Lewis Hamilton Reveals How He won the Battle of cutting down ‘beautiful’ sugarplum tree outside his £18m Kensington mansion despite neighbours’ objections

Formula One driver Lewis Hamilton has been given the green light to chop down a ‘beautiful’ sugarplum tree outside his £18m Kensington mansion to the anger of his neighbours. Angry neighbours objected to the decision of the Royal Borough of Kensington and Chelsea (RBKC) Council, arguing that Hamilton would be ‘destroying nature’ if they let him chop down the tree outside his home.



But Hamilton beat out their complaints by providing a report by a tree surgeon which said that the tree was mostly dead and dying anyway. This report swayed the council who gave him permission to chop down the tree entirely and trim back a magnolia bush. There have been various planning battles with local residents over the renovations to his palatial £18million mansion in one of the capital’s most desirable conservation areas.





Hamilton has allegedly yet to set foot in the property he bought five years ago while he carries out a grand overhaul. The extensive building work includes a rear extension, summer house and new frontage with a larger security wall and gates to ‘improve the character and privacy of the building’, according to a council planning report.



His garden design team, led by Florian McLaren at Highland Aboriculture, previously won permission to trim a Horse Chestnut tree by two metres, with the application form stating the changes are ‘to reduce shading and reduce loading on regrowth points’. A neighbour backing onto Hamilton’s property supported the application, saying that the large trees can leave ‘pigeon droppings’ all over their garden.



They asked for ‘as many as possible of the horizontal branches, that hang over our property, be pruned back’, adding that ‘the pigeon droppings in that corner can be a nuisance’. In a separate application to the council Hamilton also wants to chop down an Amelanchier tree, also known as a shadbush. His team said the tree is ‘80% dead and in terminal decline’ and asked to cut back the crown of a Magnolia Grandiflora by one to two metres.

These trees are not under a Tree Protection Order but are still in a conservation area. In a previous planning application by Hamilton, one neighbour moaned that the ‘current owner bought the property for £18million in 2017 and has never set foot in it’. When the racing car driver applied to demolish the existing summerhouse, there were fears from locals regarding the trees and it being used as a party pad.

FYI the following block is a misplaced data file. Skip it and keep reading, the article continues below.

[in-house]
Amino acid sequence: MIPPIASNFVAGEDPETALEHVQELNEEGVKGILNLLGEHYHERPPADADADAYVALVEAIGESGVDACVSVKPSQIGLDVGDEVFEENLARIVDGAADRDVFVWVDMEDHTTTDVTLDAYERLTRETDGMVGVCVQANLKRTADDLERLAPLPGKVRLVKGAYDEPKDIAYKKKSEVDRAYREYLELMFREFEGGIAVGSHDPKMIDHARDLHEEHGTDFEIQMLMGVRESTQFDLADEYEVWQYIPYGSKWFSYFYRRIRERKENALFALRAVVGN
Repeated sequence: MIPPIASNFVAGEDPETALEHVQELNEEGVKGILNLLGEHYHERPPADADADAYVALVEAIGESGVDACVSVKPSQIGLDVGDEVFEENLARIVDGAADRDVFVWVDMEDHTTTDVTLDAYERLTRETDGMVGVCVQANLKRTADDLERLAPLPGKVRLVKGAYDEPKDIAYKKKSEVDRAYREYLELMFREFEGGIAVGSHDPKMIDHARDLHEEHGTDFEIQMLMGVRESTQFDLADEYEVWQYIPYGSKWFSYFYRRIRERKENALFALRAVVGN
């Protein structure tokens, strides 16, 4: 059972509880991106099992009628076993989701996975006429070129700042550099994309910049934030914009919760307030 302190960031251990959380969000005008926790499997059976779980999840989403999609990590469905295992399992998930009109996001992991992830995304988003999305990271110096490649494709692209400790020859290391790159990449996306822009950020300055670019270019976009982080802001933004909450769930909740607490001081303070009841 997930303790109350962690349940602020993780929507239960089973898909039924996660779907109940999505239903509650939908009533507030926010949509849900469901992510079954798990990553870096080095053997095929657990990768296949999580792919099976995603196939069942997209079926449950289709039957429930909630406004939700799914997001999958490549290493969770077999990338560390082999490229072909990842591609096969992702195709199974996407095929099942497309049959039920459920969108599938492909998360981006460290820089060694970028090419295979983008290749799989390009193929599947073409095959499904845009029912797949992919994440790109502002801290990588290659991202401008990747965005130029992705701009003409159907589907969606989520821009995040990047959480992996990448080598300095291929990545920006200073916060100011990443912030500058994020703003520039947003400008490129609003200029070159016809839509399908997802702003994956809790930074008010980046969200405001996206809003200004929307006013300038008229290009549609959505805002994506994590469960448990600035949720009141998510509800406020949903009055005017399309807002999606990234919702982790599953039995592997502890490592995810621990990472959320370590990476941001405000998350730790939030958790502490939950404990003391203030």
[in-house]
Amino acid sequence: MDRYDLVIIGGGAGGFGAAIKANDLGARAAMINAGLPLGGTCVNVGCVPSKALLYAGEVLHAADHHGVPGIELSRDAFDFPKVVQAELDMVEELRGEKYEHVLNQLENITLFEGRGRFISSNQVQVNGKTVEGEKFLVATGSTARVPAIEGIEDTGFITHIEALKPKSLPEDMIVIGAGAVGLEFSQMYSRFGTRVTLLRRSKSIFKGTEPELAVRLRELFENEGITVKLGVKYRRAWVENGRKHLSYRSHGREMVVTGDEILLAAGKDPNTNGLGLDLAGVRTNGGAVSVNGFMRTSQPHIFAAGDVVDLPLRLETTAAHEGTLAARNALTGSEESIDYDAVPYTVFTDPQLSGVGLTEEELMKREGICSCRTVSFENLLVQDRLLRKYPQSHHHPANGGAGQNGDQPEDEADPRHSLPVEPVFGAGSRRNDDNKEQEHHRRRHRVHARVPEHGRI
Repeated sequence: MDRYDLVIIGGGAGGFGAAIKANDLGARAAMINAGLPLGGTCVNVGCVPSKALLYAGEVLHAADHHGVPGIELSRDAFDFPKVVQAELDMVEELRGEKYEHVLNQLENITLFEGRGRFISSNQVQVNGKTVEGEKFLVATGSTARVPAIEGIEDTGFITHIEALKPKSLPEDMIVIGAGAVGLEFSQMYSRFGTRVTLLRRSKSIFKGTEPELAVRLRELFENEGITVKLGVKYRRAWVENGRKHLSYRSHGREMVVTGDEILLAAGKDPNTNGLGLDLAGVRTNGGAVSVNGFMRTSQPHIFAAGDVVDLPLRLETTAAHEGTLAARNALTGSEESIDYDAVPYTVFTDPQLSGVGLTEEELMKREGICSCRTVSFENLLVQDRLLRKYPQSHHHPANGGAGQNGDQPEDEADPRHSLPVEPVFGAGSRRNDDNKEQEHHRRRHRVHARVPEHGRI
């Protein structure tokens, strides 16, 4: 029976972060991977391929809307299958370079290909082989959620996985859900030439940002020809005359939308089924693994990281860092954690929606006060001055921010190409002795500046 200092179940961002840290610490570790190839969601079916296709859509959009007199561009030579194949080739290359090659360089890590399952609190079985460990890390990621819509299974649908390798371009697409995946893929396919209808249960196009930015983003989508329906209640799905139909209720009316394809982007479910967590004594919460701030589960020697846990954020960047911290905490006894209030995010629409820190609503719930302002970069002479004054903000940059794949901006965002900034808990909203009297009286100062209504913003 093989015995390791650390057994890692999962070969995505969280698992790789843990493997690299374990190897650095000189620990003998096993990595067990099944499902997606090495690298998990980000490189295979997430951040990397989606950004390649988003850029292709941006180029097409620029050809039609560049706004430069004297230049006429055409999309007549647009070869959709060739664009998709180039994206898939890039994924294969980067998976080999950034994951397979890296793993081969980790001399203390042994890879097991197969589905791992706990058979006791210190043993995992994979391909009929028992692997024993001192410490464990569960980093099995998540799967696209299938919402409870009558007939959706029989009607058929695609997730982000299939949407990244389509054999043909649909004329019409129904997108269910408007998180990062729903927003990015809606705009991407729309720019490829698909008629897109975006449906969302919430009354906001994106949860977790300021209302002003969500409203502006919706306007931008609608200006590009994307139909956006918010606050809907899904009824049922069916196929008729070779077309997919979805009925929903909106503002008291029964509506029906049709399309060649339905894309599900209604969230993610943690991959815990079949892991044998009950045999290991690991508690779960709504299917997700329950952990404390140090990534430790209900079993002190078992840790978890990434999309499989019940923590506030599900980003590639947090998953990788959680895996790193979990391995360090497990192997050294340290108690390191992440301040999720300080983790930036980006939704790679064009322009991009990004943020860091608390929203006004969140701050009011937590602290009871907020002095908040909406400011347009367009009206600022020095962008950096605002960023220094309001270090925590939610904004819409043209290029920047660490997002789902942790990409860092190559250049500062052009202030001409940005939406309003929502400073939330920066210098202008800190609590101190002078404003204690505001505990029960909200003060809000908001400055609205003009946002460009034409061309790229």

Neighbours expressed concern that the property had reportedly ‘remained empty’ while they also disagreed that the trees were in ‘poor’ condition. One said: ‘It certainly does not need another house at the rear of its garden, which, if the owner ever does move in, will no doubt be used as a ‘party house’ away from the main residence, due to the nature of his lifestyle.’

Another said: ‘Since the property was bought, the beneficial owner(s) concealed by the corporate envelope never used it. The property has remained empty to this day, and it is very likely that the PP is being sought to (again) ‘dress up’ an investment for capital gain. ‘It is disheartening to see tree consultants describe the quality of the poplars (and certain other trees) as ‘low quality’.

‘These trees have been there for over 100 years and are part of a magnificent landscaping legacy in this precious conservation area of the RBKC. Their possible demise over time as a result of the construction would seriously impair the value of the neighbouring properties.’ A final one wrote: ‘They are magnificent ‘heritage’ trees, which are easily identified from an airplane upon approach to Heathrow Airport.

‘The report also describes them both as in ‘Poor’ structural condition. I hope that this is also incorrect. In addition, they are considered ‘post-mature’ in age. ‘The combination of these comments makes me concerned that there is a desire to take them down to create more room for the building works.’


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